Friday, 11 October 2013

Don't Leave Out Doncaster [1]

Donny had trams ...
... including the route to Brodsworth which ran way out into open country.
Doncaster Corporation Tramways was a network serving the entire Doncaster district, linking the town centre to Old Hexthorpe, Balby and Warmsworth, Oxford Street, Hyde Park, the Racecourse, Avenue Road, Beckett Road, Bentley and Brodsworth. From York Bar to Brodsworth, the tramway ran on a three-mile-long reserved track past Scawthorpe and Woodlands. One unusual feature of the Doncaster network was the track was centre grooved. Instead of the wheels having a flange on the inside it was in the centre to line up with the groove.

From 1925 to 1935 trams were replaced by trolleybuses taking the opportunity to extend some of the original routes.

The trolleybi were withdrawn in 1963 but lived on in part as some bodies were recycled on motorbuses. They could be recognised by the wider pillar behind the front top-deck side window (as above).
This pillar was where the electric cables were routed from the trolley poles to the motors.

In 1922 Doncaster Corporation received powers to operate motorbuses and 6 Bristol buses were ordered. In October 1922, the first motorbus route, to Skellow, was opened, followed in November by routes to Rossington and to Hatfield via Stainforth. In 1923 another route commenced to Edlington.

Corporation vehicles did not show route numbers or the name of the operator; the longest lasting paint scheme was plain red enhanced by a cream stripe. Then came revolution! The Doncaster superstripe was born in purple with white edging. The name "Doncaster Transport", also in white, adorned the stripe.

Sheffield celebrated the 100th anniversary of its first motorbus back in February ...
... with two magnificently reliveried vehicles. In July we celebrated Rotherham's 100th in a similar way.
These three magnificences were a tribute to the First Bus staff at Rotherham.

But there was a snag. Politically, the three constituent municipalities that merged to form South Yorkshire PTE  needed to be given equal status; so what could be celebrated at Doncaster? Answer, not a lot! 111 years since the first corporation tram? 87 years since the first trolleybus? 50 years since the last trolleybus? 40 years since the end of Corporation buses, or is it 39?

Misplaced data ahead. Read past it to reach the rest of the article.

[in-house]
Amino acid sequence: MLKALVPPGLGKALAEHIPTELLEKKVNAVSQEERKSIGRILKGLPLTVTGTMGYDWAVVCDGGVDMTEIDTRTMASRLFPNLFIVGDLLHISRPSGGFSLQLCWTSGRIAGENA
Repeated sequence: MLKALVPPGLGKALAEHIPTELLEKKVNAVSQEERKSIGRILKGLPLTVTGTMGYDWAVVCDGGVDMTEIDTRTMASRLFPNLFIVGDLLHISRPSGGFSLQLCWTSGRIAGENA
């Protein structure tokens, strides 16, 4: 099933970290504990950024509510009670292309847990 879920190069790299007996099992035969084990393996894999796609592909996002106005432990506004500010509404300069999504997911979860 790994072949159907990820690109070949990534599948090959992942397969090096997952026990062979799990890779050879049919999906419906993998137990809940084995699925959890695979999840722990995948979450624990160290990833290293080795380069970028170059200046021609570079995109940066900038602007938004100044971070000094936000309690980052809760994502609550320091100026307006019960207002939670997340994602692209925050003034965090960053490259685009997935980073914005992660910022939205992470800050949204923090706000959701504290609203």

In the end it was decided to have an unbirthday!
Oh dear, not another excuse for fbb to exercise his poetic muse?

A very bus-y unbirthday to you, to you,
A very bus-y unbirthday to you, to you, 
It's great to drink to something, 
And I guess that this will do,
A very bus-y unbirthday to you!

No, you're right, he doesn't deliver anything poetic; just a dollop of Doncaster doggerel derived from the doyenne of Eng Lit (?) Lewis Carroll.

fbb hopes to bring a report of today's festivities either tomorrow or Sunday.It all depends on technology on the train back south later today! But a sneak preview is just about in order. At 1030 today the Doncaster liveried bus will be/has been (depending on when you read this blog) revealed to an eager public.
An fbb scoop!

Doncaster superstripe lives again!
Doncaster Civic Hall 1030 today
Another Salvo in the Battle of Plymouth
In a continued drive to help more of its customers to better fare deals, from 13 October First is extending its age range for child fares. From this date, anyone aged between 5 and 19 can travel for a child fare, whereas previously children could only travel at child fare until the day before their 16th birthday. This initiative is available to anyone travelling within the Plymouth and Plus zones, which now includes Horrabridge and Tavistock. 
 Next Bus Blog : Saturday 12th October  


  1. Doyenne? The feminine version of doyen, surely. Or did Lewis Carroll have yet another alter ego....

  2. Oh mea culpa! On the naughty step again. Mind you, you can never be too sure with these arty literary types, darling! Correction humbly accepted

  3. Etymological info for the word "doyenne".
    Many people think wrongly that it originates from French, but that is incorrect. In fact its origin is American, as in "whadya doyenne to night?"